It really was a remarkable turnaround. Few drivers get a second chance in F1, but Grosjean has now been fortunate enough to enjoy a third. The important thing is that he’s taken advantage of it, and the result is that a talent that might otherwise have slipped through the net has the chance to flourish, assuming that Lotus overcomes its current financial problems. It’s a good lesson both to struggling drivers not to give up, and also to teams, who rarely show the sort of long-term faith that the Lotus management has.

“It’s certainly easier than what it was one year ago!” says Romain. “I feel good in the team, and obviously we have been doing a good job, finishing on the podium regularly. I like this feeling, I like to be here, and I love what I’m doing. I have a fantastic wife and son at home. It’s not something that changed my life. At the track I’m a racing driver, that’s what I’m focusing on; but when I’m home, it’s a different story.”

He admits that becoming a father in 2013 helped him prioritize his life, and calmed him down a little. It’s also no secret that following last year’s problems he sought an unusual form of outside help to try to establish why he’d had so many first-lap incidents.


“It’s now more than one year since I worked with a sports psychologist and, honestly, I think it made a big difference to me,” he muses. “Sometimes you just have to wait for a good result and then confidence goes up, but it’s not very stable. I think today with everything I’ve been through, and now the good results, confidence is there. But hopefully it’s quite solid, and it helps me to feel even better.”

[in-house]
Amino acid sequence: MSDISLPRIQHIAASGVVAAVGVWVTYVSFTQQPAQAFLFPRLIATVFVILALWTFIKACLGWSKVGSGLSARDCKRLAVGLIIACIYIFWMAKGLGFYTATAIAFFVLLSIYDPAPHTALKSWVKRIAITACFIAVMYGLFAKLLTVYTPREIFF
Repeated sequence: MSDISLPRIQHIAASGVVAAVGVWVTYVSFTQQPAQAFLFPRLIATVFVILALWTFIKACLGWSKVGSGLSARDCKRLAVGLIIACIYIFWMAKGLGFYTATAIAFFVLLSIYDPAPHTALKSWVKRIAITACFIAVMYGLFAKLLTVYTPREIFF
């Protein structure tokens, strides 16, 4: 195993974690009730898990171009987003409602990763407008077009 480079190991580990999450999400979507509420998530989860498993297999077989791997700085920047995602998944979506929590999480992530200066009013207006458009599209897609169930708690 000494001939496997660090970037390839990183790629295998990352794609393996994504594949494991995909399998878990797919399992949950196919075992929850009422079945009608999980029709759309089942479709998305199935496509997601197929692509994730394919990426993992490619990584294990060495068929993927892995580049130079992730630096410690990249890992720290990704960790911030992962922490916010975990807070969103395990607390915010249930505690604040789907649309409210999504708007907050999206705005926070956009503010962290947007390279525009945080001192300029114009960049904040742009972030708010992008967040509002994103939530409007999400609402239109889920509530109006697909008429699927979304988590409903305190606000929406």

It was important that 2013 got off to a good start. However, while he successfully avoided controversy, he was initially outperformed by Raikkonen, and the results didn’t come. A third place in round four in Bahrain was the first clear sign of an upturn in fortunes.

“I wish we could have done some better races early on, but we had a very slow start. Staying out of trouble was clearly one of the objectives. We had a KERS map that wasn’t suiting me, and I couldn’t get any feeling with the car, and when you don’t get the feeling, F1 is fairly hard! Then things started to be a little bit better. We sorted out the engine map issue in the car, and in Bahrain came back on the podium.”

In the middle of the season Raikkonen continued to pile up the points as Grosjean endured a run of misfortune. In Monaco he appeared to have taken a step back. He was quick in practice, in between crashes, and then had a controversial collision in the race.